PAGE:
• The string arrangement is Clare Fischer. I'd been waiting both for the material and the opportunity to work with him. And on this song "It Could Happen to You," which ends up just strings and vocals, I was at home writing, and I'd written this piece—[hums a couple of measures]—and my mother heard it. And she says, "Oh, that's the bridge..." And I said, "No! That's not the bridge for anything. I've just written it." She says, "No, no; wait a minute." So she phoned back 15 minutes later: "Found it! Here, listen to this," and played me Peggy Lee singing "It Could Happen to You." I'd even written the bridge in the same key. So, I must've heard this when I was six or something. So I made the arrangement for an acoustic quartet, and sent it to Clare for the string arrangement. And when I got there, he ran through the string arrangement. And I was just in awe of how accurate he'd taken the flavor I was trying to re-illuminate from the song. And I just dumped everything I had on tape, and left it as spare as that, because it was just... poifect.


  • I'm a very big fan of this Brazilian singer-guitarist called João Gilberto. And this next song... um... his music inspired me to write it, three or four years ago. Turns out that he heard it in Brazil, and liked the string arrangements on it, which were done by the same arranger, Clare Fischer, who arranged the music for me this evening. So it's nice when something that inspires you goes round and comes back, and you're full circle.


  • [ Kenton ] gave composers carte blanche to write anything they wanted to. The main problem was there was no money for rehearsals so all I remember is an unbelievable mass of notes going in front of my face and us trying to make a halfway decent performance out of it. There were some good compositions that came out of that: Bill Holman, John Williams. And Clare Fischer, one of my all-time heroes, albeit a bit difficult to get along with sometimes, wrote some magnificent music for that band.
    • Bill Perkins, speaking on March 27, 2003; as quoted in "The Bill Perkins oral history project" (2004), dissertation by Earl Keith Bishop, p. 10



  • With special thanks
    2 Clare Fischer 4 Making Brighter the Colors
    Black and White


  • Therese: Please send 2 Claire Fisher 4 Orchestration. Tell him I'd like a full orchestra. There are 12 open tracks. Tell him 2 go 4 broke and play something thruout the whole song. I'll edit what I can't use. If he is unable 2 do the date ask him 4 recommendations of other people. Tell him I hope he's in good health & spirits. Thanks.


  • At this point, I wouldn't want to jinx it by meeting him. His arrangements are incredible. I just send him a tape, we talk on the phone, and he sends me the finished orchestra tracks. Hear that? I'm gonna get that chord on the radio, baby!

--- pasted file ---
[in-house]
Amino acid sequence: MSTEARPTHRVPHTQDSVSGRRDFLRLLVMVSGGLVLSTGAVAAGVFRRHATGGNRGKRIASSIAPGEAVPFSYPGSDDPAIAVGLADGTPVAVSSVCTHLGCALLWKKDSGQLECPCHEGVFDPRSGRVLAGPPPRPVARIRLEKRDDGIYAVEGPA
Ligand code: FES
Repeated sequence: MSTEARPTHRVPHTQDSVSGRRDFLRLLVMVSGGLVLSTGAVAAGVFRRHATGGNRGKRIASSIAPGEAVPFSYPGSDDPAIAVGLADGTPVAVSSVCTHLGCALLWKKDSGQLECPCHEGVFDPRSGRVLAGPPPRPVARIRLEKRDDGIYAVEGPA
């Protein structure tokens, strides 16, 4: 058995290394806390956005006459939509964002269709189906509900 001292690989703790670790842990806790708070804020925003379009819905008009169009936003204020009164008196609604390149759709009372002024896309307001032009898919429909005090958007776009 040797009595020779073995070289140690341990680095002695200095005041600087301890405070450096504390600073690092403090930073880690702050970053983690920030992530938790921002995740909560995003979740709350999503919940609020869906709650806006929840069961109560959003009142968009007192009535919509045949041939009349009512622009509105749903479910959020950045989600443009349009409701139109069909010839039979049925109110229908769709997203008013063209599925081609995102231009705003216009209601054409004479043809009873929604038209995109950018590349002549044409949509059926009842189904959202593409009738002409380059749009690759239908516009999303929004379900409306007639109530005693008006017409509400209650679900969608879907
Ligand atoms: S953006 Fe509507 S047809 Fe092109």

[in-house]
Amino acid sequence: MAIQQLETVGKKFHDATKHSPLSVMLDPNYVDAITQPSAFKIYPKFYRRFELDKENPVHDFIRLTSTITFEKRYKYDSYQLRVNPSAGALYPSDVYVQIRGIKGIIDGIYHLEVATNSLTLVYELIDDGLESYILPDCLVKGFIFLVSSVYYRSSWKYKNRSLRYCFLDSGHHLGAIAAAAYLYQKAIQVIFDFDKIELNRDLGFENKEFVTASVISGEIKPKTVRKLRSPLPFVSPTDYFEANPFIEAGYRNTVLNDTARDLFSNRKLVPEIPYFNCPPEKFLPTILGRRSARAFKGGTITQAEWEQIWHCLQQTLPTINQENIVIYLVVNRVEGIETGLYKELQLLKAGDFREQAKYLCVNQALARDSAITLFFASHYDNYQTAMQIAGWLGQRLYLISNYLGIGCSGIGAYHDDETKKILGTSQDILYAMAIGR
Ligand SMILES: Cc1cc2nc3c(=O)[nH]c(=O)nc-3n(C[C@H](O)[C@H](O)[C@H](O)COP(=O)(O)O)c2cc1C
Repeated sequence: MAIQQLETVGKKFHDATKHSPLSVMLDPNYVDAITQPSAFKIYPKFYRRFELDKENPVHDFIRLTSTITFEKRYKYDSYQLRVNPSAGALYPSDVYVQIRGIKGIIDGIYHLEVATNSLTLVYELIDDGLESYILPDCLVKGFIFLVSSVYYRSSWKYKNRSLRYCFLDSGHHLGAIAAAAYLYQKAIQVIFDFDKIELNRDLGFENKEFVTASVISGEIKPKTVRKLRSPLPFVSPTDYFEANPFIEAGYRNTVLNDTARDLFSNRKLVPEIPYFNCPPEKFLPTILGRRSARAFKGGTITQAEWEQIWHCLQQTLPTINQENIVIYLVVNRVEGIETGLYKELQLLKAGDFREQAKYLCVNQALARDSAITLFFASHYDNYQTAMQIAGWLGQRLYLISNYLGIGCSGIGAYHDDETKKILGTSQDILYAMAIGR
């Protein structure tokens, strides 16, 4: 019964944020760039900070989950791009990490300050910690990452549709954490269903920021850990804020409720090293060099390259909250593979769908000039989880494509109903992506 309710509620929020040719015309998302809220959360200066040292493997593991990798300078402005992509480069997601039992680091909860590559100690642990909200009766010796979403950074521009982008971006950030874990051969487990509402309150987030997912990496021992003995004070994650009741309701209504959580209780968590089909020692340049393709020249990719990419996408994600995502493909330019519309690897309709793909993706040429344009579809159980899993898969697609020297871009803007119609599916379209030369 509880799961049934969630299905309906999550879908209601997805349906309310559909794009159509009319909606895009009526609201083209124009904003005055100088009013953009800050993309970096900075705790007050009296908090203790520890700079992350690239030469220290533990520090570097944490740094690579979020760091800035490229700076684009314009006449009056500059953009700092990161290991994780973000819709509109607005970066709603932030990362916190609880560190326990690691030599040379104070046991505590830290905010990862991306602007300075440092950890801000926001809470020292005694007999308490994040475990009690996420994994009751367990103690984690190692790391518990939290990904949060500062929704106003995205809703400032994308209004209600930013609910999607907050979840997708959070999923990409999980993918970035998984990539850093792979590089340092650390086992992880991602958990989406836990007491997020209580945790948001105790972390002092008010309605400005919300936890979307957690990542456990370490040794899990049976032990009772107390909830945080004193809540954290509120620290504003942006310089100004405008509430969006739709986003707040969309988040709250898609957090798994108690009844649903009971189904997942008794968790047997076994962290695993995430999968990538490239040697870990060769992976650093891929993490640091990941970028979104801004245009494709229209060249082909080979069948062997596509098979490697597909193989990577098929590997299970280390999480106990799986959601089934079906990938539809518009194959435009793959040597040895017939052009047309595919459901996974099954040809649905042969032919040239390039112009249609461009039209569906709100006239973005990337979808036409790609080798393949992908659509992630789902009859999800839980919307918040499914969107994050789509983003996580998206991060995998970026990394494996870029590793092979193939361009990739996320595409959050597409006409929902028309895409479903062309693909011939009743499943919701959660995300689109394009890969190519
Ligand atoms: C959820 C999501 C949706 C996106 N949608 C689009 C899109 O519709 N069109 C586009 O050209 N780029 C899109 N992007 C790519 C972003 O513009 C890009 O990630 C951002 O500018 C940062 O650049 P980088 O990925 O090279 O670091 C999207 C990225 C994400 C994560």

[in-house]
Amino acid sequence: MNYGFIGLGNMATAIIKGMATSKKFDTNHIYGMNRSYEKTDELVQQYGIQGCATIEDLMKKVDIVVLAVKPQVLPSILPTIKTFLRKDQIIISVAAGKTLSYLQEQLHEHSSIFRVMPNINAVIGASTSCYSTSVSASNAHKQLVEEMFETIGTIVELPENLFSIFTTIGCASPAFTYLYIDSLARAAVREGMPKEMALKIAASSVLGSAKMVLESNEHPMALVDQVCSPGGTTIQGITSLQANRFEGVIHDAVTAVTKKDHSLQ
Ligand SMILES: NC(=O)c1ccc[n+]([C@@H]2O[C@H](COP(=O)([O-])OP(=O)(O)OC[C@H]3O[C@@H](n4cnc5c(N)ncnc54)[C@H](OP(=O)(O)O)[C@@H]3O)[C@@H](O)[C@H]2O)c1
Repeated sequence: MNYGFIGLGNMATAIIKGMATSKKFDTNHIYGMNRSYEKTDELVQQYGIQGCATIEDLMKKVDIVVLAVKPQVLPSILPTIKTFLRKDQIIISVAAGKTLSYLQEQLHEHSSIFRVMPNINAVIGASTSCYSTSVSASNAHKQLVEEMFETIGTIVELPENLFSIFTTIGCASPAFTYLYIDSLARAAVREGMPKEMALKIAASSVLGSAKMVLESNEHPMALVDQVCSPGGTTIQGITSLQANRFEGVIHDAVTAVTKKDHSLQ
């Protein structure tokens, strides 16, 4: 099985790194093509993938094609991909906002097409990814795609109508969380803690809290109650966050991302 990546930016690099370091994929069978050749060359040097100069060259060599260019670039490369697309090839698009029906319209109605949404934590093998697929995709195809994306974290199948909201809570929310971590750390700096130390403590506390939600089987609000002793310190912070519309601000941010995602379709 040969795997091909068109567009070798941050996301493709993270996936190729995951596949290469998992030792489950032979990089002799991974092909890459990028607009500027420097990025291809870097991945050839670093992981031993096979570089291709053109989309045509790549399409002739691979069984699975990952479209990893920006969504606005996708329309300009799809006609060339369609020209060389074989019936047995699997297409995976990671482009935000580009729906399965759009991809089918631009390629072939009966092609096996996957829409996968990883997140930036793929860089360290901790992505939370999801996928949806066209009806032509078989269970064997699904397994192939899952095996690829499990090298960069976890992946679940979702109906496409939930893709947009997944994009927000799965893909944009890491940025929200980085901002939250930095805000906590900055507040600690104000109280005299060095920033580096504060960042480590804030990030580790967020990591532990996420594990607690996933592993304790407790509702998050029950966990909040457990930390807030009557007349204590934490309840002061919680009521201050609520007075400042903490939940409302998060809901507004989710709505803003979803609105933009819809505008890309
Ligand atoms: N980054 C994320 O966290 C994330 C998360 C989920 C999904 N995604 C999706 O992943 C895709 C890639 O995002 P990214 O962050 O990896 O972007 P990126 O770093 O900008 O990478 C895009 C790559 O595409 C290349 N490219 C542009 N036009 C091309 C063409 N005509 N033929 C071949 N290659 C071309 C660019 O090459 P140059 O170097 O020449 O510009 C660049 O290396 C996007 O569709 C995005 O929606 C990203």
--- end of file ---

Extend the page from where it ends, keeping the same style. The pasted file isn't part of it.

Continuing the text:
• Prince, as quoted in "Goodbye 1999" by Ernie Rideout, in Keyboard (December 1999); reprinted in Keyboard Presents Synth Gods (2011), edited by Ernie Rideout, p. 97


  • Palmer comprehends (by dint of predatory maleness, I suppose) that this music is ultimately about seduction rather than romance. Clare Fisher's [sic] arrangements have the kind of brassy swagger and classy, stylish sweep that a ladies' man needs.



  • Well, voicings, I learned a valuable lesson once when I was in a piano club with Clare Fischer and George Shearing. And it was Shearing's club. And it existed, I'd say, from '62 to '63; and then, unfortunately, he had to let it go, because certain members in the club went into the business side of the club as a political force. But that one year we were in his organization, I learned a lot from Clare and George Shearing about the technique of voicing. I was taught to just take any chord and, all of a sudden, just take it through every single key, every single imaginable voicing that I could come up with. Just runnin' through every single key. And Clare Fischer told me; he said, "Joe, you will get to that point, once you run everything through every, every single key," he said, "you will reach that point that you could just throw your hands on the keyboard and play blindly, and you gonna play a chord. you gonna play some kind of voicing." And that was something I worked on for years.


  • By the time "Sonando" came around, I had already had a few friendly arguments with Clare Fischer about "Poncho" and "Straight Ahead," regarding my approach and style. Clare Fischer is a genius, a wonderful musician, but he overpowered me and my ideas. He had a different approach. I was always leaning more toward a typical style. I was coming from bebop and an authentic Latin style, whereas he would like a lot of electronic influences. By the time I signed with Concord, my other band was ready to record, so me and Clare split up in a friendly way.